Living Without Lighting
"What we need to find out" Graham said shifting in his armchair, "is what you're passionate about. Tell me, what do you love to do?"
Sitting on a couch on the opposite side of the room, I allowed my eyes to wander as I awaited for a response to come to mind. The therapist's room is rather small and rectangular, and the distance that we sit from each other gives us each a portrait-sized viewpoint of the other. Not too much space, but just enough to examine our features and body language. My neurons fired away but no thought came to mind. As is with most hardball questions in therapy, I stared at a corner of the wall as I helplessly tried to find an answer.
"I like my journaling", I replied. "Recently I've gotten a little bit into astronomy. I'm waiting for my drone to be replaced in the mail". Although not said in that exact fashion, after making those points I began to realize that he was looking for a deeper answer. One that I couldn't wrap my head around, a cognitive blind spot that had been lost to the past.
Noticing my plight, Graham circled back with another point. "Let's get in touch with your fifteen year-old self when he started journaling. What were your values then?" What he didn't know however was that my journal from then was primarily composed of edgy rants, and true reflection was rather limited at that age. I had to dig deep, and after another episode of silence I could only find one answer. "Authenticity, I guess". Through the six-year gap, this virtue was the only one that I could bridge between the past and the present. Even still, I find it alluding me from time to time.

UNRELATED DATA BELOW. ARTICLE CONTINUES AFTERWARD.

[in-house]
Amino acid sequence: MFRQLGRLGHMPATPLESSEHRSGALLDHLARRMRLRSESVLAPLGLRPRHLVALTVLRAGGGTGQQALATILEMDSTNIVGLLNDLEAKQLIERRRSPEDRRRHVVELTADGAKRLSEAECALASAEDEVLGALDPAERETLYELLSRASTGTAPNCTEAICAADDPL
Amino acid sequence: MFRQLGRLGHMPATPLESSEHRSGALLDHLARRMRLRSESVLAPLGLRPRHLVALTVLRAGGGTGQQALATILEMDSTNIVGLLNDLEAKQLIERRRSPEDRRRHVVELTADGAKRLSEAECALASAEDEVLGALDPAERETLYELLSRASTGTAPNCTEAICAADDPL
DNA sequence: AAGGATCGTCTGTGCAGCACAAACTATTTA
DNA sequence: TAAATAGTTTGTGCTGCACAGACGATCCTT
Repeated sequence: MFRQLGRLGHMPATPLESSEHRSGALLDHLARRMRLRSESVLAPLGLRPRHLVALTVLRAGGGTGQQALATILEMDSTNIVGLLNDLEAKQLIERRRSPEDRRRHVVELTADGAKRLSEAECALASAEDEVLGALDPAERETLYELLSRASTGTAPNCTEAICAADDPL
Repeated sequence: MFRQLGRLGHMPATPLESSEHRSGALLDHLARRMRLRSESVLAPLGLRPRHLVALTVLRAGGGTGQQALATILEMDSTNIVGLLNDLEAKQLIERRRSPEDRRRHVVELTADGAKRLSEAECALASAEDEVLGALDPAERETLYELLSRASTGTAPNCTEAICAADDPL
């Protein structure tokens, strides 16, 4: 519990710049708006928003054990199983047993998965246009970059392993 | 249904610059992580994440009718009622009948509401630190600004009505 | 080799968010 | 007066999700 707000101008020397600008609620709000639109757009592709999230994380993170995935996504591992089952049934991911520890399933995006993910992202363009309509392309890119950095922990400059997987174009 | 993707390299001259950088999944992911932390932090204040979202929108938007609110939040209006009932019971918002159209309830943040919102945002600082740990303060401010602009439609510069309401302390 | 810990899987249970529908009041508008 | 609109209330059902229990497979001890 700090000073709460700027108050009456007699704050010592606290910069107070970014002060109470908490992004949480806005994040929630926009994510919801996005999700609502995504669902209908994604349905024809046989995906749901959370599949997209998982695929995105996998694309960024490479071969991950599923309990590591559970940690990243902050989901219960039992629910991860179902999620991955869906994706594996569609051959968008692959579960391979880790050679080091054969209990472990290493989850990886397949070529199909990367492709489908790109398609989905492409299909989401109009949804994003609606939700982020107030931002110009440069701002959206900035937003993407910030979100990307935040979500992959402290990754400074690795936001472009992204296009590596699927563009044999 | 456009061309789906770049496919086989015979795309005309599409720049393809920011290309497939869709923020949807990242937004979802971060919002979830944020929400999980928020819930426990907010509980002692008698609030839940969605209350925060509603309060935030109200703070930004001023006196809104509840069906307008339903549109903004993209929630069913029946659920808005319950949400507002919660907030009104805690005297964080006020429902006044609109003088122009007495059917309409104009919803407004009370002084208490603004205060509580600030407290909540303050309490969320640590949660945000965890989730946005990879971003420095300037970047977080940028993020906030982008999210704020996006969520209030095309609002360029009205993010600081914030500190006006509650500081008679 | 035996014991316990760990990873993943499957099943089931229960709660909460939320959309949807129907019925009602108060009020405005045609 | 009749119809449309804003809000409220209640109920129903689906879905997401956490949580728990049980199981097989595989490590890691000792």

My whole "career path" is a ruse. The environmental major that I've chosen to study is merely an appeasement to my parents, and a means to keep myself fed by the time I graduate from college. My passion for it is minimal, and so far I've slipped through the coursework using google and last minute studying. Anything is possible when your classes are online. When people ask me what I'm going to do with my life, I take out the script and recite it as enthusiastically as I can. Even still, it's hard to do so without a glazed look of indifference on my face. Such is the problem my therapist and I are attempting to fix.
He tells me that I'm by no means at the end of my rope when it comes to figuring out my ideal career, and that I can always change my major once I get to my new college. A good point, however I feel the clock is ticking and within time- whether it be monetary or personal- issues will arise and I'll have to come to a conclusion. I must use this time in my home town exploring my interests as much as I can. While I may never find the "ideal" career, perhaps I can find a focus of study that I appreciate more yet still holds promise of success. I simply can't imagine myself spending my day job crunching numbers, analyzing data and enjoying it while doing so. It may take extra work, but perhaps the ultimate goal of this sobriety journey is to find and forge my own path.